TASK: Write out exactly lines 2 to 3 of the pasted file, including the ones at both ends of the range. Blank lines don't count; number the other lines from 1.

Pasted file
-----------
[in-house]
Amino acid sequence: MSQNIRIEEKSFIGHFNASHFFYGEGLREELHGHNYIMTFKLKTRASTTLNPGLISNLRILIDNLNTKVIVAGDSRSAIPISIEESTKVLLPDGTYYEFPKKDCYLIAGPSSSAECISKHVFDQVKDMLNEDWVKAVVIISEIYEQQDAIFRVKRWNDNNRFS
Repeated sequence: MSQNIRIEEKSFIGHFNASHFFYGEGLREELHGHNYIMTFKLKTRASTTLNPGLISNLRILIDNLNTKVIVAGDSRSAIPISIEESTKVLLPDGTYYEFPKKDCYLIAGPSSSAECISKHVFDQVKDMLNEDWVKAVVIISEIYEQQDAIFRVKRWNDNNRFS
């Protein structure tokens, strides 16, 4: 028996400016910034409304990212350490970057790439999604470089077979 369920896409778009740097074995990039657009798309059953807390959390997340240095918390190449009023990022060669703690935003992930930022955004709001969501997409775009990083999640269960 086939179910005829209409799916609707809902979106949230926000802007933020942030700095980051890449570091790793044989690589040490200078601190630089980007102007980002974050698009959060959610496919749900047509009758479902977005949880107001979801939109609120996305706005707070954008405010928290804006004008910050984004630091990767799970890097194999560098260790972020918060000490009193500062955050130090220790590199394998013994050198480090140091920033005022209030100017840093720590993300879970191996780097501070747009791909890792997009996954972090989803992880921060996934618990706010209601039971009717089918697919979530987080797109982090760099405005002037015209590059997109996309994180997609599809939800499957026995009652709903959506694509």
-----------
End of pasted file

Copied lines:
Amino acid sequence: MSQNIRIEEKSFIGHFNASHFFYGEGLREELHGHNYIMTFKLKTRASTTLNPGLISNLRILIDNLNTKVIVAGDSRSAIPISIEESTKVLLPDGTYYEFPKKDCYLIAGPSSSAECISKHVFDQVKDMLNEDWVKAVVIISEIYEQQDAIFRVKRWNDNNRFS
Repeated sequence: MSQNIRIEEKSFIGHFNASHFFYGEGLREELHGHNYIMTFKLKTRASTTLNPGLISNLRILIDNLNTKVIVAGDSRSAIPISIEESTKVLLPDGTYYEFPKKDCYLIAGPSSSAECISKHVFDQVKDMLNEDWVKAVVIISEIYEQQDAIFRVKRWNDNNRFS